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Worth getting separate amp, and how to bridge it? (1 Viewer)

Jan 6, 2006
I've never had separates, but have heard people talk of the advantages. Someone is giving away an amp (NAD 214, 2 channel, 80 w/channel). I currently have a Yamaha HTR 5860 which I'm happy with. I believe I can use a separate amp with this receiver, but have yet to look too deeply in to it.

Can someone tell me how one goes about using a separate amp with a receiver, and the benefits? The receiver is 95 or 100 w/channel, the separate amp is 80, however I've heard Yamaha's ratings are on the low side, so thinking the "clean" power of an amp for the mains at 80 w/channel and using the receiver for the other speakers is fine.

I have the Yamaha HTR 5860 receiver, SVS SBS-01 for fronts (used to have Def Tech DR-7s, but the wife wanted smaller speakers, so the DR-7s are spares sitting unused in the basement for now. They're old but still sound good. Maybe I'll use one of the DR-7s for a center until I can get another SBS-01), and some cheapo center and rears. Eventually will upgrade the center to match the fronts, but monetary contraints right now. Also have the SVS PB10 sub.

Is it worth it? Will I get anything, and can anyone give an explanation as to how the bridging of the amps/reciever works?

Basically, I've heard of bridging, bi-amping, etc. and am not sure on the difference. I've heard people say "you can't have too much power", and figured, since it's free, why not grab it and see if I can improve what I've got somehow. I'm slowly learning what I can with this hobby. Hope this makes sense.


One other thing: I listen to my music in 2 channel stereo, except for the very few DTS music discs I have (with the sub, obviously), and the rest in 5 channel (movies and TV).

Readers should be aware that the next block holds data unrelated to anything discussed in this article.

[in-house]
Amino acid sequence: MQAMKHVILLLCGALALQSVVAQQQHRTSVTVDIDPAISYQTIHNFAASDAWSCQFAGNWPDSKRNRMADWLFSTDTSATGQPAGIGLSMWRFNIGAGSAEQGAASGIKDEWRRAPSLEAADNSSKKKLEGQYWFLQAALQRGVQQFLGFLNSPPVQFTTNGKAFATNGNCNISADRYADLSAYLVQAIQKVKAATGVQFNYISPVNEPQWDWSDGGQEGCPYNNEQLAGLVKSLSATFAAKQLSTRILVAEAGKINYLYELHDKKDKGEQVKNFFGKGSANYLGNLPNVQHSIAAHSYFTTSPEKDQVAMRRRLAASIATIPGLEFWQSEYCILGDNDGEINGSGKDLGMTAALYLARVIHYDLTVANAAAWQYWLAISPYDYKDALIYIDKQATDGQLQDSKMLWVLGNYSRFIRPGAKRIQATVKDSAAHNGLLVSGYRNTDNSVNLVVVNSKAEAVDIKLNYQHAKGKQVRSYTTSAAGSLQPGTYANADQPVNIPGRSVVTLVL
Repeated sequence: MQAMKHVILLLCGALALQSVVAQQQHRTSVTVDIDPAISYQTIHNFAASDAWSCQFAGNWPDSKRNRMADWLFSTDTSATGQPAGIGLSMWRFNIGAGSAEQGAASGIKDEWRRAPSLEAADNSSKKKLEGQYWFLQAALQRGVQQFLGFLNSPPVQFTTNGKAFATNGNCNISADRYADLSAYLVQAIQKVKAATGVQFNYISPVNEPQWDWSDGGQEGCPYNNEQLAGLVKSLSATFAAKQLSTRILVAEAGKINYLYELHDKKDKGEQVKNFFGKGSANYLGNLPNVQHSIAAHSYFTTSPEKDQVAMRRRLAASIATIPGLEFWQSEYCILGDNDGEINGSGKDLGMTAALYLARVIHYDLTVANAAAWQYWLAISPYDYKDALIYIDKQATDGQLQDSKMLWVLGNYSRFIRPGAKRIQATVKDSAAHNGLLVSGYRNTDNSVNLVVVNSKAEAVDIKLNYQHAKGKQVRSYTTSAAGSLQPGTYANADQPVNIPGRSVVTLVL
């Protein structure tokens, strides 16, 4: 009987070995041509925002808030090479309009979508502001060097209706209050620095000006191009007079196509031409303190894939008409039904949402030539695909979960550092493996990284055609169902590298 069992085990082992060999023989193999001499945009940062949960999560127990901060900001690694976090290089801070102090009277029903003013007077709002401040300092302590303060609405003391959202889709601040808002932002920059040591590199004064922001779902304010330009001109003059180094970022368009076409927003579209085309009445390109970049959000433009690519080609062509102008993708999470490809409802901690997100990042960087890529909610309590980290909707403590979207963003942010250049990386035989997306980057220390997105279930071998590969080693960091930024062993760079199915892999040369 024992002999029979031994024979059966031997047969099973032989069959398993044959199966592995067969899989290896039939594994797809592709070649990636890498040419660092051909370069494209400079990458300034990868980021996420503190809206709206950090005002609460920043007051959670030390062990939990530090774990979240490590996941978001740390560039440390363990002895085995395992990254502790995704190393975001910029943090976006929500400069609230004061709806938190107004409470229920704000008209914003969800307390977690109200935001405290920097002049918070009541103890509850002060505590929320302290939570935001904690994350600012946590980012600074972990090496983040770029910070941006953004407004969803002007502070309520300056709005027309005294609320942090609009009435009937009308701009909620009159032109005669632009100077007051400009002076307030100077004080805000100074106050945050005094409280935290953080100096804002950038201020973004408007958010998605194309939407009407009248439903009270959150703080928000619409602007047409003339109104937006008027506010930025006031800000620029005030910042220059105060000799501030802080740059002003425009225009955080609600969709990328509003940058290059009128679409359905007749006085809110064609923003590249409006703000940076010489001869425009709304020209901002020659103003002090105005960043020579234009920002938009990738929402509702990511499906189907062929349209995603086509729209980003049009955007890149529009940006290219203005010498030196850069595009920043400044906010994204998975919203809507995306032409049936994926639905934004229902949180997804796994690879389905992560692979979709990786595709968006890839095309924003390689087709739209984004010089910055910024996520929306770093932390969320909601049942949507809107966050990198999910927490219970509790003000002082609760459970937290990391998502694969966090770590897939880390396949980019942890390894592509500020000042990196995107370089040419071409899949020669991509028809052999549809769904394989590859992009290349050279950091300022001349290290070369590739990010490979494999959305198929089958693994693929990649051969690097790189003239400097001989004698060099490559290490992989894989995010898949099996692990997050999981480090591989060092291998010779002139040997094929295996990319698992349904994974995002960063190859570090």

Jan 6, 2006
Have done some reading: another option, since I've heard you shouldn't "short change" your center, as it does most of the work in home theater application. Any way to make use of this NAD amplifier and use it as the amp for the center channel, and leave the power in the receiver for the other channels? (I run 5.1). Or am I wasting my time on this?

The more I think on this, either way I'll probably try out my def tech as a center instead of the cheapo-yamaha surround and center package my wife got me a few years ago for Christmas. Since I'm not timbre-matched now, might as well be non-timbre-matched with a better quality speaker...

Thanks again.

Alon Goldberg

Jul 10, 2006
Real Name
Alon Goldberg
Hi Mike, to answer some of your questions..

1. Yes your setup will benefit from a separate poweramp to drive your front speakers. The centre channel is primarily for vocals, so I would focus on the front left/right instead, especially as you listen to music in two-channel

2. The NAD poweramp is conservatively rated at 80 watts per channel, but in reality this amp delivers peak powers of 110/180/250 Watts in 8/4/2 Ohms, indicating a rather healthy power supply. There are clear benefits of a separate poweramp vs a receiver, such as a huge toroidal transformer, larger power supply, more output transistors, etc

3. As for bridging, this won't be required in your setup. Basically what this means is that the poweramp has the ability to bridge mono, so you could potentially have one 200 watt channel

4. As for bi-amping, your speakers would need to support this application in order to use this. Bi-amping is connecting two poweramp's to a single speaker in order to drive your tweeter and mid-woofer separately. I wouldn't worry about this in your setup


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